Of all the pedals available for road bicycles, platforms are the most overlooked; they’re perfect for casual riders who don’t wear cycling shoes—or serious riders who feel like sneakers that day.
Thanks to this, platform pedals are an excellent tool to keep around.
Here are my picks for the best platform pedals for road bikes:
Hikenture Bike Pedals
Types of Pedals
But wait! Platform pedals? What are my other options?
There are several types of pedals you may wish to have in your collection; they all have their standout features, depending on circumstance.
Platform pedals—your desire, or the only pedals you know the name of.
These pedals are also called flat pedals. Regardless of which name they fall under, the name reflects their description.
Platform pedals are flat slabs; they’re the most common pedal. You’ll find them on children’s bikes, budget bicycles… essentially, they’re what most non-experts think of when it comes to bike pedals.
And it’s their simplicity, and how they work for any age and any footwear, that makes them so wonderful.
Sometimes these pedals won’t be so flat, though. On mountain and sometimes road bicycles, they’ll have little studs that grip your shoe’s tread, holding your foot in place or preventing slipping.
Cage pedals are also called toe clips, although the former name is more accurate, visually.
These pedals keep your feet in place without the need for special shoes.
Your feet stay in place on cage pedals, as they grip your toe and have a strap over your foot. You can adjust the strap as needed, but the toe clip is usually one size and metal.
This is an excellent choice if your feet slip off the pedals, and you crave stability; they’re particularly useful for mountain bicycles on rough terrain—as the bike shudders, your feet stay on.
You never have to worry if your feet will slip, and the pedal will whack your heel or shin!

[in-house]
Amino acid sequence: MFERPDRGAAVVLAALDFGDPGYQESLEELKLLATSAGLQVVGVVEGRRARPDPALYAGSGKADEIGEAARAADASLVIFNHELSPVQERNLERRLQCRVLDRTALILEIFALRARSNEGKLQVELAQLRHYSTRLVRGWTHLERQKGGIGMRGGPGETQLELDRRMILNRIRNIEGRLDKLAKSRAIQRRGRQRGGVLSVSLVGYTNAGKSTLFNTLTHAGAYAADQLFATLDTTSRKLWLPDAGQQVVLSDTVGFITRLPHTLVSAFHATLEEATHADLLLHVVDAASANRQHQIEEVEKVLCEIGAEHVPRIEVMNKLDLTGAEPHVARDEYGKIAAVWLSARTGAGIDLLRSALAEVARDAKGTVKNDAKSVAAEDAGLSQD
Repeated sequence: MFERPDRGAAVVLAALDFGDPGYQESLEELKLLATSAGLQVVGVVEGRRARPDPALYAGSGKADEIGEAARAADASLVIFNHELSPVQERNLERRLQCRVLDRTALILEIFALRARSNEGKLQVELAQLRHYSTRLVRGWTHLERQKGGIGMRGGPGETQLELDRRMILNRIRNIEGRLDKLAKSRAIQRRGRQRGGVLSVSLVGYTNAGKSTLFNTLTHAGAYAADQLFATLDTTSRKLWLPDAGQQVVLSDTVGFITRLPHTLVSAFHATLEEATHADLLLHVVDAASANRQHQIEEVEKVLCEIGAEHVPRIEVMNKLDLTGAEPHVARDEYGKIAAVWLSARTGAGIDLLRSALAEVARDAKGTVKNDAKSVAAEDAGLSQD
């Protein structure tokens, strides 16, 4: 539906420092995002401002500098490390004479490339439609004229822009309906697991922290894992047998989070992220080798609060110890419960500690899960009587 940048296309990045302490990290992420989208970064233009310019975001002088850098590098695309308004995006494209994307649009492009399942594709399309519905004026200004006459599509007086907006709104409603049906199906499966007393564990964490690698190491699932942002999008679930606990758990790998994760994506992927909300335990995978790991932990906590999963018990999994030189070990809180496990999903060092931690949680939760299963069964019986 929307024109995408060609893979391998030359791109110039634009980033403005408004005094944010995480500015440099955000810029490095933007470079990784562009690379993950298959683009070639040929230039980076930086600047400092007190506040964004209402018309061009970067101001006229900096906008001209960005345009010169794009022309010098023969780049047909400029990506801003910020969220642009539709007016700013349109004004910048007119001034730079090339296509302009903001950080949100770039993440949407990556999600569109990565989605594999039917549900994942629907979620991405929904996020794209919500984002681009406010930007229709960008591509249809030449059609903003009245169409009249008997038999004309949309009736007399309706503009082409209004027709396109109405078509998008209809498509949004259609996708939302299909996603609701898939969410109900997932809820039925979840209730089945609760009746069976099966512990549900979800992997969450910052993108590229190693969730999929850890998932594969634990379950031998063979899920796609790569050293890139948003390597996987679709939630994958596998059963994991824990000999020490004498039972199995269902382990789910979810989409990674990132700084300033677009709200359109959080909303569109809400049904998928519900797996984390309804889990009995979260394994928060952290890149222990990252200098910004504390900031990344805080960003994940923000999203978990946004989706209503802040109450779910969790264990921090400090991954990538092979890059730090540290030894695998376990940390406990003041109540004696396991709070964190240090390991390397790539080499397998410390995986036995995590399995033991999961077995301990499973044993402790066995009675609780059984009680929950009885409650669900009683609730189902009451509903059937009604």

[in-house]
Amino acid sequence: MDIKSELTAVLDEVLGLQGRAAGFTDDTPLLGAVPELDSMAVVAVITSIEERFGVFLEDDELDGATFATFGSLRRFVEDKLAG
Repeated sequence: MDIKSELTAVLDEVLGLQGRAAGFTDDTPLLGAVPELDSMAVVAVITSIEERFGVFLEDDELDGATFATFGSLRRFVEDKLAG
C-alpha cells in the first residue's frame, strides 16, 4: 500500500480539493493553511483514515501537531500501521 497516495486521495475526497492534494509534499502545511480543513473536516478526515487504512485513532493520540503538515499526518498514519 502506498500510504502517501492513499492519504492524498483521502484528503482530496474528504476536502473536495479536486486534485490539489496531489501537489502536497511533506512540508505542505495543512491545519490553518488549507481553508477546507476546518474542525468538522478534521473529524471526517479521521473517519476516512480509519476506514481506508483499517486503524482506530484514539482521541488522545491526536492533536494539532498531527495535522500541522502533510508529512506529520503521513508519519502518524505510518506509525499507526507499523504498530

But they can be a struggle in an emergency. You have to pull your foot back before you can slam it to the ground.
As far as non-clipping pedals go, platforms are, surely, the safer option.
Hybrid pedals are the best of both worlds.
On one side, clipless pedals. On the other, platform pedals, sometimes with teeth, to grip your shoe.
If you’re a nervous cycler wanting to graduate from platform to clipless, this could be your best bet. If you see terrain that makes you uncomfortable, flip the pedal and have the freedom to put your foot down whenever you need to.
This is also a particularly great pedal for serious cyclists who commute on the same bicycle. Do you really want to change your pedals after work, before your evening cycling session? You could just change your shoes instead.
Don’t let the moniker fool you. I spent a good 10 minutes bamboozled when I first heard it—but it’s simple.
Clipless pedals lack toe clips and cages.
They do, however, allow your shoes to clip to the pedals. For this, you need cycling shoes.
Once you’re clipped in, you can’t pull your feet up off the pedals. But being attached to them gives you more power than not.
It’s simple to get clipped in and out; all it takes is a twist of your foot. But in a crisis, like when you’re falling or about to crash, this simple twist can be the barrier between “ouch!” and “phew!”
Best Material for Bicycle Pedals
As you’re aware, you’re probably used to the thick, rubber plastic platform pedals you grew up with.
However, they’re not always the case. Sometimes the plastic composition will be a little harder. Other times, you’ll find aluminum alloy pedals.
Aluminum alloy, as a metal, will be tougher than plastic by default. That makes it a superior material for pedals if you favor longevity and lightness.
You may find other metals in your pedals, like titanium too, but these may not be as light as aluminum. And, they’ll probably be heavier than nylon fiber—which is what most plastic pedals are.